There’s no worse feeling than planning to go somewhere far away for dinner on a Saturday night (i.e. taxi would be prohibitively expensive), only to realize at the last minute that the subway line you need just isn’t running where you need it to. And there’s no good alternative lines. And the text-based MTA alerts are complicated and difficult to decipher. At least I’ve learned to check in advance (whereas when I first moved to New York I would just go to the station without checking first and then be disappointed to find the station with reduced service or completely closed.

    Seriously… THIS IS RIDICULOUS. People in other global cities don’t have to deal with this.

    • adirondacker12800 says:

      Their subways curl up and go to sleep for the night. They run for 18, 19 hours a day.

    • Justin Samuels says:

      In other cities trains shut down after a certain hour each night and nights are automatically used for repairs. The network has to be maintained on a regular basis.

    • JB says:

      People in other global cities also don’t have 24/7 service. I think that’s a reasonable trade-off, don’t you?

      • smotri says:

        How can this be called 24/7 service if the train you want is not running when it normally should be? It’s disingenuous to call this a 24 hour a day/seven day a week service, what with late night line shutdowns, weekend line shutdowns.

        • Chris C says:

          Where does it say that the MTA promise to run every line 24 hours a day 365 days a year?

          In what magic time do you expect maintenance and improvement works to be done??

        • AMH says:

          There is no possible way to run every service ‘normally’ all of the time. Think about it.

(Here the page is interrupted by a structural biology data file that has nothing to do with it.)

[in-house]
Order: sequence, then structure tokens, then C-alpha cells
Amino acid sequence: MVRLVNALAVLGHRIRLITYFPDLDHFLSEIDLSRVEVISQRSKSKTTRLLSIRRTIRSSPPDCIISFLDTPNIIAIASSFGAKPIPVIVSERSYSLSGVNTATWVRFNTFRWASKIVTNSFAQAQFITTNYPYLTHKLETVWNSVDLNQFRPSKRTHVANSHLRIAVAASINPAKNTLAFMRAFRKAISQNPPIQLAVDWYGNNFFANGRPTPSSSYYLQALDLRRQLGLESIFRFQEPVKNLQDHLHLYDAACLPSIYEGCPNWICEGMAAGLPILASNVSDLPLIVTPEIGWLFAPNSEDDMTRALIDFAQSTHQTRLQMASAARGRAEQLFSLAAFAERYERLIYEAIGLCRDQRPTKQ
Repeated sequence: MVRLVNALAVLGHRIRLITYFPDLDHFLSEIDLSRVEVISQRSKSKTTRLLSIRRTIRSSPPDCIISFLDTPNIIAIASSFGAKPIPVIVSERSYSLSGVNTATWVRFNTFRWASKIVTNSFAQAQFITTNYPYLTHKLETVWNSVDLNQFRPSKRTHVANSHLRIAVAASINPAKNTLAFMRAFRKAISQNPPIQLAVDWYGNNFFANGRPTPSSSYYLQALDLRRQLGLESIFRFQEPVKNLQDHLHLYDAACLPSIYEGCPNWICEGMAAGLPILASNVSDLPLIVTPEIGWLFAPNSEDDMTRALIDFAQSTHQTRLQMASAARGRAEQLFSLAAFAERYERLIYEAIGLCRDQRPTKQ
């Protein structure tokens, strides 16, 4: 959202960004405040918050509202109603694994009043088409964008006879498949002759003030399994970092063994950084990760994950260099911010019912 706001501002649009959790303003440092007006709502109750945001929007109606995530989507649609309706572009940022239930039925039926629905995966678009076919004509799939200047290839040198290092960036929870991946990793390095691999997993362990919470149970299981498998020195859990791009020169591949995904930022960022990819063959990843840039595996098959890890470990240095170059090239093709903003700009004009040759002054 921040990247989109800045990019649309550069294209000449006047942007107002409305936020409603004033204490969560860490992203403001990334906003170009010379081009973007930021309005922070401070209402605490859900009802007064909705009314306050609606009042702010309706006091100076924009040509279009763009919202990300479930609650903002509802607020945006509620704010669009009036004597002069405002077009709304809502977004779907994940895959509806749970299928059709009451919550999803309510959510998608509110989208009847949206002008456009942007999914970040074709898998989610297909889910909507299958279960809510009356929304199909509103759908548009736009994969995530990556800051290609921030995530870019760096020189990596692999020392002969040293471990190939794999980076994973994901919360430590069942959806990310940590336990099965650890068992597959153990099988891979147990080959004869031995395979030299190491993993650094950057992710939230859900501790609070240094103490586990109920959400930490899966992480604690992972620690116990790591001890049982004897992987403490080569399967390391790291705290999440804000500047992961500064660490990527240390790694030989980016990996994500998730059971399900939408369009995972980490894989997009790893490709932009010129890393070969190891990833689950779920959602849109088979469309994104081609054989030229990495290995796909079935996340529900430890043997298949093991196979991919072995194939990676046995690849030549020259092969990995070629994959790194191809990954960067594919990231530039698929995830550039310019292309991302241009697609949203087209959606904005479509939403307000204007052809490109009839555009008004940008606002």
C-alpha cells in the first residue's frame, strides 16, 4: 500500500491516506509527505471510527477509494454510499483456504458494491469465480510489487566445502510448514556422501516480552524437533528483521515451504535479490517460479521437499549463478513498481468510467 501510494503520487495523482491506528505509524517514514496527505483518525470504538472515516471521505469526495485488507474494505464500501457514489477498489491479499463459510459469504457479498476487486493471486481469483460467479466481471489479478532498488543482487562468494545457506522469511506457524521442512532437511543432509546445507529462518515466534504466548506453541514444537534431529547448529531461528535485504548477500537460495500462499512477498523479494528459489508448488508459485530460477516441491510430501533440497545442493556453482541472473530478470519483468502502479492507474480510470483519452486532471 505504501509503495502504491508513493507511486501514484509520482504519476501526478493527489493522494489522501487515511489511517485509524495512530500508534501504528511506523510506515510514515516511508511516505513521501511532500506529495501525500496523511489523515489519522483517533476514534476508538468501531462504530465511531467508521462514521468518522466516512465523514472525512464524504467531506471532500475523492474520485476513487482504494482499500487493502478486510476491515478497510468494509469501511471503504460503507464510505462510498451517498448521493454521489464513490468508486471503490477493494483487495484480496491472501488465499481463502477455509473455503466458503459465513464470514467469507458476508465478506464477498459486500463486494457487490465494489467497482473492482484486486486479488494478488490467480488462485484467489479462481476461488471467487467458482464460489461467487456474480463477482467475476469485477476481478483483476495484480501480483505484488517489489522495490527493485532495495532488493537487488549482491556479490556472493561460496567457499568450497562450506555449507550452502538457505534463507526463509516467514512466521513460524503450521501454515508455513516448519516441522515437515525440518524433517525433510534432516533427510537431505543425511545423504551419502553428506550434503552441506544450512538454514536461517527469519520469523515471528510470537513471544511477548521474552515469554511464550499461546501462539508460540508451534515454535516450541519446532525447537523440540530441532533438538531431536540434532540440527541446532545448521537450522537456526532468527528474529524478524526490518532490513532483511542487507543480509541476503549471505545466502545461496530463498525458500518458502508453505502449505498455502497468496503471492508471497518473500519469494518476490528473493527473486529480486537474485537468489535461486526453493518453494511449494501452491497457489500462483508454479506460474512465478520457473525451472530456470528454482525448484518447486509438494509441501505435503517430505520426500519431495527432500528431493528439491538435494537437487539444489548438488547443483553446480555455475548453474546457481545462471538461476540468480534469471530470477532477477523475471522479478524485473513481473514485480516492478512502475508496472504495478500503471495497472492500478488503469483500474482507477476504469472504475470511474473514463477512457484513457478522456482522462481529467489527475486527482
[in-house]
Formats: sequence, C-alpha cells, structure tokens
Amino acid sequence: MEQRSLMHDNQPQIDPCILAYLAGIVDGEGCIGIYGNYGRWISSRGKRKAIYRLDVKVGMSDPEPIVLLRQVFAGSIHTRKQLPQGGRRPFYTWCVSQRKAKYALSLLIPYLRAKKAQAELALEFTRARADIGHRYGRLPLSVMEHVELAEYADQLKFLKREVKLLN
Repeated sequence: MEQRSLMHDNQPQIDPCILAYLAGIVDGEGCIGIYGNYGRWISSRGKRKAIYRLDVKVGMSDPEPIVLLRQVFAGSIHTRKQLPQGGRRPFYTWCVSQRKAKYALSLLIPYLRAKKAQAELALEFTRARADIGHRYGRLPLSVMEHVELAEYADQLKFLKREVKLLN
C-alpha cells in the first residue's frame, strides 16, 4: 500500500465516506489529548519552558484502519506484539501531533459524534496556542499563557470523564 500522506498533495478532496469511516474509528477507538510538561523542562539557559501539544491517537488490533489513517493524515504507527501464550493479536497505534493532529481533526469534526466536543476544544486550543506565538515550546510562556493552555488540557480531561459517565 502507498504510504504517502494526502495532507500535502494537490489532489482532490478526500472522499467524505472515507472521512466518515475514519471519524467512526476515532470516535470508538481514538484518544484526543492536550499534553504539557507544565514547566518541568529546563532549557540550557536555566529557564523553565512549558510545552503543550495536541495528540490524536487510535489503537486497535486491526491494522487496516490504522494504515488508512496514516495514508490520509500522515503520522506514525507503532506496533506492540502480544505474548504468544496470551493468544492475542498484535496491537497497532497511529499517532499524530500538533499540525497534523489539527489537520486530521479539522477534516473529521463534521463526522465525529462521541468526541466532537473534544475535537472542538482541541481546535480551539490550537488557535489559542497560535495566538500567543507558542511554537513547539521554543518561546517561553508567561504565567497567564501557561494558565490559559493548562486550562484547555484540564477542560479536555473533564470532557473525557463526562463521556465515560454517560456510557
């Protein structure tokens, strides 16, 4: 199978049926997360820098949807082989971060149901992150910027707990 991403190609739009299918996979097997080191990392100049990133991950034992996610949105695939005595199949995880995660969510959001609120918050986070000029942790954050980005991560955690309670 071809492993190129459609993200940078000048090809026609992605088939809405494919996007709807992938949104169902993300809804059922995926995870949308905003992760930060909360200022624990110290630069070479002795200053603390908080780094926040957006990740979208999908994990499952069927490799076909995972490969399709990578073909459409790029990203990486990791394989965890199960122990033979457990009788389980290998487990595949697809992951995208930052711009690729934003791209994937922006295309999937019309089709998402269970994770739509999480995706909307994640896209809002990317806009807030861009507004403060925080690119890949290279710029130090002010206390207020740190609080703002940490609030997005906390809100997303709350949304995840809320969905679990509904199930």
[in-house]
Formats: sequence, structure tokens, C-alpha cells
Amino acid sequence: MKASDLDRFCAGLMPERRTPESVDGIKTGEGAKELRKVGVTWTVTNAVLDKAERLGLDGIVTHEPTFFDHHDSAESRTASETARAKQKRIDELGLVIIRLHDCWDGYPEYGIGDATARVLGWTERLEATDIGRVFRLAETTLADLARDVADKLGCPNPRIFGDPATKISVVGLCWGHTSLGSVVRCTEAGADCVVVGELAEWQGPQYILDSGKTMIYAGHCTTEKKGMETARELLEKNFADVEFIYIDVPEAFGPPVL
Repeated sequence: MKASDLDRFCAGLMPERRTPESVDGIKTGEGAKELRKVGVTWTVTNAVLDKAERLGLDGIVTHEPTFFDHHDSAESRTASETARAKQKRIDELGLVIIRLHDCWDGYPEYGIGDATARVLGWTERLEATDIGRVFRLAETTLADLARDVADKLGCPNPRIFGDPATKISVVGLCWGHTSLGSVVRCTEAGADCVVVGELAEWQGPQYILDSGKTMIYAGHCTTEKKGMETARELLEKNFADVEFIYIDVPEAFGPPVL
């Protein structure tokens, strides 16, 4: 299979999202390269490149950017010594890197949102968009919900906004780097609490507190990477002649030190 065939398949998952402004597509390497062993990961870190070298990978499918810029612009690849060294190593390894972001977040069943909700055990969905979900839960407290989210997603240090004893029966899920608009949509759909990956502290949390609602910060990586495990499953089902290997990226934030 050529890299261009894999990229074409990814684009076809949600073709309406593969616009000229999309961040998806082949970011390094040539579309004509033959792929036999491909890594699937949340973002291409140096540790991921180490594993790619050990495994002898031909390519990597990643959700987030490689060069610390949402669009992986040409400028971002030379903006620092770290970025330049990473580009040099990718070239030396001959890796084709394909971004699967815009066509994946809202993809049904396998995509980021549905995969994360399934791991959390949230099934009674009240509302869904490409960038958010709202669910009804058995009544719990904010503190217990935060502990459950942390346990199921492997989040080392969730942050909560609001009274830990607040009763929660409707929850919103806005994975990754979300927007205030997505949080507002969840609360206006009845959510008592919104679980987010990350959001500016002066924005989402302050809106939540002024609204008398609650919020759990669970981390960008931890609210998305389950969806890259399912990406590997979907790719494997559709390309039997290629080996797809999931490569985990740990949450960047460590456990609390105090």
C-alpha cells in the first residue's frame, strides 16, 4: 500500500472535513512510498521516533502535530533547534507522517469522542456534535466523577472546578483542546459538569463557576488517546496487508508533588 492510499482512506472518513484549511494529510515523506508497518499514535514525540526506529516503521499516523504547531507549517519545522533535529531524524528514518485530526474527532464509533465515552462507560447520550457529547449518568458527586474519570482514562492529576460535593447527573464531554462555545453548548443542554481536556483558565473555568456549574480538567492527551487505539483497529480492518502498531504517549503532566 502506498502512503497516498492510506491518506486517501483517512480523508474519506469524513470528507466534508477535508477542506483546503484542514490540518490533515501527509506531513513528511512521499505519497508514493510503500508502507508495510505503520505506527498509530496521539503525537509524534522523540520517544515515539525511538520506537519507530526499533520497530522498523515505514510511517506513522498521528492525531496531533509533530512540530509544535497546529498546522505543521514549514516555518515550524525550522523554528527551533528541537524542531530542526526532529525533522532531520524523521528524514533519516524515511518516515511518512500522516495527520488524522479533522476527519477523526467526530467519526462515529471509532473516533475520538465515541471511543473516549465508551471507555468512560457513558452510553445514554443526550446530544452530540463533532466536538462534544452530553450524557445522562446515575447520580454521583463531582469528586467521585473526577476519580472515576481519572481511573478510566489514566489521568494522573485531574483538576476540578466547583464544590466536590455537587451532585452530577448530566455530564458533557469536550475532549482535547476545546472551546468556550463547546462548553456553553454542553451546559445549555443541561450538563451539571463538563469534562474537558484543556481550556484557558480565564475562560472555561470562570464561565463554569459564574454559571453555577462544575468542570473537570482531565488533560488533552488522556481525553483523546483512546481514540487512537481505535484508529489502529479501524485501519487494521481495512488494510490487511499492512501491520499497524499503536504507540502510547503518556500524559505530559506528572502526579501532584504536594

• 22r says:

            It’s like other global cities got the 2014 BMW 5-Series and we got stuck with the 1971 Ford Pinto…

            • Chris C says:

              At some point that BMW is going to need a service and be taken out of action.

              Which of the global cities that you (fail to) mention never close any of their lines (or parts of lines) for extended maintenance at weekends?

              • Brooklynite says:

                To be fair, Moscow has had one weekend closure that I’ve heard of, and that was several years ago when they were cutting a segment from one line onto a new one. Aside from that I don’t think they have any: their website’s “scheduled repairs” section has an extremely detailed list of all station, mezzanine, and escalator closures throughout the system, but there is no mention of line shutdowns at any point.

                Somehow they get everything they need to do done in five hours every night. What are the chances MTA would be able to pull off something similar?

              • 22r says: